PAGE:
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Paloverde
Submitted by Ann McDermott
blue paloverde
Blue Paloverde
yellow paloverde
Yellow Paloverde
mexican paloverde
Mexican Paloverde

With the season of flowering just past, the easiest means of identifying paloverde varieties is behind us, but here's some information you may not know which you can put to use now and the next time these wonderful trees are in bloom.

Range: I have two of the three non-hybridized types of paloverde in my yard, Blue and Yellow. These two are considered native to our region. A third, the Mexican, is thought to have come from more tropical regions to the south. A neighbor down the street has one in his yard. This variety is more associated with human habitation.

Description: The Blue Paloverde is considered to be a dry riparian tree. It grows mostly along washes in the wild, for it needs more water than rain alone provides. It can grow to 40 feet in height and grows rather quickly, for it is not long lived, as trees go. It is at its prime at 30 years and probably doesn't live longer than 100 years altogether. Its flowers are five petaled, with one being larger (the banner petal) than the other four. The whole flower is yellow, except that the banner petal is sprinkled with tiny orange spots. Flowers create pods holding one to three hard, dark, flat seeds which do not germinate easily. They need scarring to be permeable to water. The bark of its drooping branches and twigs is a bluish-green, containing the chlorophyll that allows this species to continue photosynthesis after dropping its leaves in winter or drought. Its leaves are bipinnately compound and short, with only two to four leaflets, but these are large enough to cast some shade.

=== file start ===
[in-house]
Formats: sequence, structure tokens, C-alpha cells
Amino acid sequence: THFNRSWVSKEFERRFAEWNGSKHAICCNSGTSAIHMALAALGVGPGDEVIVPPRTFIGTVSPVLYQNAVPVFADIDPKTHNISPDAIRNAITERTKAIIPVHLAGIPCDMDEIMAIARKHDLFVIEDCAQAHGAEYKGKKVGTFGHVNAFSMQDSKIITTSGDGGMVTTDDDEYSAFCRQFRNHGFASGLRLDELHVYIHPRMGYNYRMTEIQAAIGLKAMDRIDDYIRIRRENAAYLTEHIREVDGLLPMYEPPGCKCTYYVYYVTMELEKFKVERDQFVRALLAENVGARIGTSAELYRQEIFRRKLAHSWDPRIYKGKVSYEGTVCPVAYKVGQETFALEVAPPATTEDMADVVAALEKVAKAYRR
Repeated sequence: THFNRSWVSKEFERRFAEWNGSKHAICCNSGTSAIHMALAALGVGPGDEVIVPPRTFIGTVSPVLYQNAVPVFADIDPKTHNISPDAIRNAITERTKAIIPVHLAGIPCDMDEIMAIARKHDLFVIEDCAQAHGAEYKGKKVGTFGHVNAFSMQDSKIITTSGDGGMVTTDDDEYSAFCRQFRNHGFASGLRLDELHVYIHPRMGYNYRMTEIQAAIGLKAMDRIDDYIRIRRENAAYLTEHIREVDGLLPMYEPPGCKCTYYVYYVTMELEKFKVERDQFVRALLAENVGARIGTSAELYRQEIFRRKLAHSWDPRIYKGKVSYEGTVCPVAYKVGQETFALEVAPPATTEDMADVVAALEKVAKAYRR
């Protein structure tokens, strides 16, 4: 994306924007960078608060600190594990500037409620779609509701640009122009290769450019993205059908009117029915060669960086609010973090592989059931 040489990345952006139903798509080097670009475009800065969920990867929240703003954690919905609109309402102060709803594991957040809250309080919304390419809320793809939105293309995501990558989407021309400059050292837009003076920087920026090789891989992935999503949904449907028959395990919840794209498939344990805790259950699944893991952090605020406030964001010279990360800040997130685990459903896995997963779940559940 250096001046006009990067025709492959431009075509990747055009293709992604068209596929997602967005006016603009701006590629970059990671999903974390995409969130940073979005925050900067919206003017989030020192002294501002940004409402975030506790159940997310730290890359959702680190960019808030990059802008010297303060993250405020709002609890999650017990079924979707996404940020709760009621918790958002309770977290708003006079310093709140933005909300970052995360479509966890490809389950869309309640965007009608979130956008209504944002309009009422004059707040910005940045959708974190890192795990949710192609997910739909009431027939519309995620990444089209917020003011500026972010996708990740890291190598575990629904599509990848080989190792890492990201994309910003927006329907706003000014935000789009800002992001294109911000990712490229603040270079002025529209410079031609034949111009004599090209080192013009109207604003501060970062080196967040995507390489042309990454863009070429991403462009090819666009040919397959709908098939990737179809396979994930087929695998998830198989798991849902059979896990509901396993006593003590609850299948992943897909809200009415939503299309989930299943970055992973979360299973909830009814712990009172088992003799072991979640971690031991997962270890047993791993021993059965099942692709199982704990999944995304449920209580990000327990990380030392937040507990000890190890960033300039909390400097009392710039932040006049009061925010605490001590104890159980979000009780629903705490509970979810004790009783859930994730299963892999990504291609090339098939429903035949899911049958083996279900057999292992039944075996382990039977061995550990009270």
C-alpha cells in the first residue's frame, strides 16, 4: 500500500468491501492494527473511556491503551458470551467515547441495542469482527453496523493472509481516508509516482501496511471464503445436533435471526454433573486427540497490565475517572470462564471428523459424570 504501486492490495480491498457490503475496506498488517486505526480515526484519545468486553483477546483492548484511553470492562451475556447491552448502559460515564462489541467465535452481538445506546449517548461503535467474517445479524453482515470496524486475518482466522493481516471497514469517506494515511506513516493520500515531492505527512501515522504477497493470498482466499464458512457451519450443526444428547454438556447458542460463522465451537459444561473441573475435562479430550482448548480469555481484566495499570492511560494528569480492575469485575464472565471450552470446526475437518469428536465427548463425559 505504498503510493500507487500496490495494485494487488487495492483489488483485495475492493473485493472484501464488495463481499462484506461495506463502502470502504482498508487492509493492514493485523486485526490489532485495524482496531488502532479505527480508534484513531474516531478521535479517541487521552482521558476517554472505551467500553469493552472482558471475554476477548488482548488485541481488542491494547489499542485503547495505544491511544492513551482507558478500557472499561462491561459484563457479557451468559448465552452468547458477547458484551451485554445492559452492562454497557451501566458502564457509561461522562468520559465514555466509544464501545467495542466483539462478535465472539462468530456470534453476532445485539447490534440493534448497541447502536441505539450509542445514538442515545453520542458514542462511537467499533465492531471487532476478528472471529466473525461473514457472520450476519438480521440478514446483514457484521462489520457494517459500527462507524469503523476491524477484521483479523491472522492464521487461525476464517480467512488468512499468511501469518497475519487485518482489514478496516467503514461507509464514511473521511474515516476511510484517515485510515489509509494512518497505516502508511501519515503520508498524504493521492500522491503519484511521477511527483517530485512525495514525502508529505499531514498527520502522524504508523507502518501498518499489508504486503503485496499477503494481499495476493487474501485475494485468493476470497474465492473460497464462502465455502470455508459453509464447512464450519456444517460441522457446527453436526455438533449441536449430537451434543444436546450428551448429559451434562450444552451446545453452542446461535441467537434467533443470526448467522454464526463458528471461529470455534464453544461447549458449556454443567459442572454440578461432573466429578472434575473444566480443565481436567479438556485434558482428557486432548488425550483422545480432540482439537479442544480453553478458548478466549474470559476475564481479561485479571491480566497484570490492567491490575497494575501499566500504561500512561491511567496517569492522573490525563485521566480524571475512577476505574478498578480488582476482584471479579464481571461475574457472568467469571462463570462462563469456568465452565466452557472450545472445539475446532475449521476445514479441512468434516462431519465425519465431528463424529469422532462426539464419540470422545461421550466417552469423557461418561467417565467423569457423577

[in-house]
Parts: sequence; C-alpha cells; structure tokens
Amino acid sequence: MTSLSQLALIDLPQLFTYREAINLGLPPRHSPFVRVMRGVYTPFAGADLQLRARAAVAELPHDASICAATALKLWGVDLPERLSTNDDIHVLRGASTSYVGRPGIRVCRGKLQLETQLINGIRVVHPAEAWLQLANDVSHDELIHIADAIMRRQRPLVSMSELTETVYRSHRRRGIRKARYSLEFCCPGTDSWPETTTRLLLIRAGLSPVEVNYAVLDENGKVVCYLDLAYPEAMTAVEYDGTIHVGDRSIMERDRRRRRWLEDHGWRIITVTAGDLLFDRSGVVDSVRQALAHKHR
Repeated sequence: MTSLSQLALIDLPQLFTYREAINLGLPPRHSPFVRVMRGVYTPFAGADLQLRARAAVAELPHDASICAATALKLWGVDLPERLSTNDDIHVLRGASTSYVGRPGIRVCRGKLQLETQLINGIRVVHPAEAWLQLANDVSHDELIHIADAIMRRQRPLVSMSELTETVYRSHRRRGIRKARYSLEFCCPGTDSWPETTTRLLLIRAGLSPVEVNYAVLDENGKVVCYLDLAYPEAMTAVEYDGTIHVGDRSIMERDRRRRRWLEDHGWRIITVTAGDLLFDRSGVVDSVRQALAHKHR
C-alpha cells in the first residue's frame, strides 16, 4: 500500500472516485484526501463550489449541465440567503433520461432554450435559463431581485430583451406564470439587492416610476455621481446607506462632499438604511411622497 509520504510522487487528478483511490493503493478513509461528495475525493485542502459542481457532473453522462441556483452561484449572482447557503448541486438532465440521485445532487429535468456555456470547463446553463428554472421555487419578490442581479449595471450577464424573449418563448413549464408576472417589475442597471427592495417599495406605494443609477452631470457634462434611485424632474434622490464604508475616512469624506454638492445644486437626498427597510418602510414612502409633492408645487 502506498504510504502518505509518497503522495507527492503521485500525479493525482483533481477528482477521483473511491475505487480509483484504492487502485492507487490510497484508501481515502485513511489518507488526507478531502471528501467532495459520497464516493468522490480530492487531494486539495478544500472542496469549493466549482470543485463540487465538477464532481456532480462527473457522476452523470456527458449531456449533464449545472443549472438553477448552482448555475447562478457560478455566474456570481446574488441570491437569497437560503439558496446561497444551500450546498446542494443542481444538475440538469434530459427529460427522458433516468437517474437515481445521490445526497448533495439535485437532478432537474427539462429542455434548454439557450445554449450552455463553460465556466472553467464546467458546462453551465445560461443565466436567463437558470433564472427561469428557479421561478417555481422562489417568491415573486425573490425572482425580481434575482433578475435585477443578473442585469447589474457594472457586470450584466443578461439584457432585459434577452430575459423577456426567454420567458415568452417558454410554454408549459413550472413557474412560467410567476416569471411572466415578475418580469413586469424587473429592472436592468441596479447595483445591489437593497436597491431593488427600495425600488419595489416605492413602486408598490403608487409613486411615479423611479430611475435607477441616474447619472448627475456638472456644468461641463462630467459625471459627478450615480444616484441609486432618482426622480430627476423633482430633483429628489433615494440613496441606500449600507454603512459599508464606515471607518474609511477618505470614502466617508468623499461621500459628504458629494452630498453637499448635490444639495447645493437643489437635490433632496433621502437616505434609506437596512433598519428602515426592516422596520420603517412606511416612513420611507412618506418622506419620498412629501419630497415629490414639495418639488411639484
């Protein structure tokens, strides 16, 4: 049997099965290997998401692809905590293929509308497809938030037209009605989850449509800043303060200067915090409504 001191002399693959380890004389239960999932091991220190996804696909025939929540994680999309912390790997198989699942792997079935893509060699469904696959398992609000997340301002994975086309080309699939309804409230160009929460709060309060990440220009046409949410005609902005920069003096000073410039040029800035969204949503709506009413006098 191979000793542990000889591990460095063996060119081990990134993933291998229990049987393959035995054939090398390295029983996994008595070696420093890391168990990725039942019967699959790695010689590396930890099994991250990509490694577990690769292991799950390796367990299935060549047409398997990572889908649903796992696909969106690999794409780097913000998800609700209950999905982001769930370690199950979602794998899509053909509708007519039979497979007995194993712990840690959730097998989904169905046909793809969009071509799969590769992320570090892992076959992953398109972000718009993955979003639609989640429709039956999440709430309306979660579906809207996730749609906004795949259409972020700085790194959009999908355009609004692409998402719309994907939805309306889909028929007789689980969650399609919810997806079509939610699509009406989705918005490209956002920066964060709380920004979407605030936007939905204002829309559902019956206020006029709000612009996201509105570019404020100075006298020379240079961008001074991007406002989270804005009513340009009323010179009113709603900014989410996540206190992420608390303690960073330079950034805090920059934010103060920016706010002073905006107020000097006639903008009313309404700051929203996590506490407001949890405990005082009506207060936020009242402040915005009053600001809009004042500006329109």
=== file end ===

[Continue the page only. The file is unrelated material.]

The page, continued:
The Yellow Paloverde is also called the Foothill Paloverde. As this name indicates, it is more drought resistant than the Blue and survives on the hillsides, not just in water drainages. It is the shortest in height and longest lived of the paloverde varieties. Its height is usually around 15 feet, rarely up to 30. It is slow growing, reaching maturity at about 100 years and lives perhaps as long as 400 years altogether. Its branches are less droopy than the Blue's and its green bark is a lighter, yellowier green. The flowers easily set it apart from the Blue. Five petaled, again, the banner petal is white, while the others are yellow. It blooms after the Blue and its overall visual effect is a lighter yellow. Its leaves are different too. Bipinnately compound, the leaves are a little longer with three to five pairs of leaflets, but the leaflets are smaller and frequently absent, even when rains have been good, so this tree doesn't provide much shade except via the massing of its branches. Seed pods hold slightly more seeds than is typical to the Blue, and the seeds are softer shelled, making the Yellow paloverde more prolific.

The Mexican Paloverde has erect branches and grows quickly, as much as 40 feet. It's the shortest lived of the bunch, only 30 years. Its leaves are long, up to a foot, and give the tree a weeping or feathered effect, for the leaflets are very tiny, and useless for shade. The leaves are extremely messy when shed. The green of the bark is like Yellow's. The flowers are more spectacular than the Blue or the Yellow; however, for the banner petal is a bright orange/red, while the others are yellow. Seed pods carry three to five seeds, about the same as the Yellow.

Take a closer look the next time you pass a paloverde. Which variety is it?


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